Tuesday, November 29, 2011

We Not Me

Have you heard that phrase at meetings where the leadership of administrations of one form or another try to shame or cajole their staff to follow questionable paths determined as necessary by the corporate agenda? This may work in the authoritarian political and corporate setting where the threat "either you are with us or you are against us" combined with 'we not me' can have serious implications or ramifications for the independent thinker. Social institutions, such as high academia within Universities, public education, universal health organisations, where there is no profit in creating widgets, where the overall social good is at heart of the work, corporate authoritarian methods are resisted by the people within as methods counterproductive to the social good. In social institutions 'we not me' sounds like another attempt by Harvard economic theorists to apply corporate management values to social institutions. These rarely if ever work, ultimately ending in guilt tripping and blamestorming. It is astonishing and often laughable how institutions espousing the corporate mantra of the business model of individualist competitive capitalism should use collective values in support of bald individualism. Who is 'we'? Who is 'me'? Is it the royal we and the lonely me? 

Both 'me' and 'we' have been selectively twisted in connotation to suit those who need some form of justification for their views and efforts. It is dubiously attributed to Queen Victoria to have initially used the phrase, "We are not amused." At present the original circumstance is not important, however the use of 'we' in this sense is meant to convey the intent that she spoke for a number of people in the voice of one, she, the Queen, being the embodiment of all in the 'l'etat c'est moi' form. This not to be trifled with individual, or small group of individuals, in today's world is powerful and of elite standing within some form of hierarchical organisation, political or economic, reflecting an authoritarian 'speaking for all' relationship. It is a long step away from the meaning of the collective 'we' as representing all people of equal stature in a society having decided on a common vision.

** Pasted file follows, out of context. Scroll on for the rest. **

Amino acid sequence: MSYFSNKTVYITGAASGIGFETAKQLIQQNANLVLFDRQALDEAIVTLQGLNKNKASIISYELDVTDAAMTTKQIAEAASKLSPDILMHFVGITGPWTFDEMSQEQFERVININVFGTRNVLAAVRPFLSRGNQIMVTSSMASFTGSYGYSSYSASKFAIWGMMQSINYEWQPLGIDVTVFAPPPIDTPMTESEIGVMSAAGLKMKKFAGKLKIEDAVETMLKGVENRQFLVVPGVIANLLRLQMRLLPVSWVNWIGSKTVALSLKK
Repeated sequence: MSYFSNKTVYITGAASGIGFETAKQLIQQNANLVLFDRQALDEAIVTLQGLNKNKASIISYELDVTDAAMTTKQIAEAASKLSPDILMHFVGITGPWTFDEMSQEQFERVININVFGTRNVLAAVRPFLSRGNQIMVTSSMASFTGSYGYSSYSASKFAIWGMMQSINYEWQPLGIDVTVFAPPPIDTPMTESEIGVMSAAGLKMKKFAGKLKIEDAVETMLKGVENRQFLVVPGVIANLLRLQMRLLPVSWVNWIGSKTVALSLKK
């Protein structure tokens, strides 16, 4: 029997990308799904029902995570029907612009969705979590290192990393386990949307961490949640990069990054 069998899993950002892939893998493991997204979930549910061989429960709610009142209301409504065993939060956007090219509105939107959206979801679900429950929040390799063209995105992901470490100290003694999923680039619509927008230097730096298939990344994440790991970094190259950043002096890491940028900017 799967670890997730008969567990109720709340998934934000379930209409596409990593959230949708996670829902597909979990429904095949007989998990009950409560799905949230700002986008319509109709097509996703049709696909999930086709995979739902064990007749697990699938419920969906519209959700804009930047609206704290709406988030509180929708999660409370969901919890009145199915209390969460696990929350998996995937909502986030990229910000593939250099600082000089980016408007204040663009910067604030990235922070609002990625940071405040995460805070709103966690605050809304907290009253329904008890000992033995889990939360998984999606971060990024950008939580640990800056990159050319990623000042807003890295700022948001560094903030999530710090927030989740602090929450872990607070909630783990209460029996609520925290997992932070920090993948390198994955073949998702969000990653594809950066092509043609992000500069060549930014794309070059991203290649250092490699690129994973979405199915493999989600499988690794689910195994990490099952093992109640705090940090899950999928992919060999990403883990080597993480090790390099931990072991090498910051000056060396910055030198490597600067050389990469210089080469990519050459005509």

As a collective 'we' the term 'us' is better, for 'we' has become the elitist autocratic 'Royal we' and not the common inclusive 'us'. Everything about the 'Royal we' is exclusion, bullying, innuendo, perception and deception. It is autocratic, and no input is valued unless it is for the benefit of the 'we', the body corporate, the hierarchy of those whom 'we' should obey. In an Orwellian vein 'we' is often used as a means of cajoling those who believe in the democratic 'us' into thinking the 'process' is essentially democratic. Not doing, playing along or conforming to the 'we' is characterized as not being a part of the team (or organization), more of a hindrance than a help, as counterproductive, and therefore antithetical to the task at hand and in effect being seen as a criminal element. As an old Japanese proverb describes, "A nail that sticks up will be hammered down."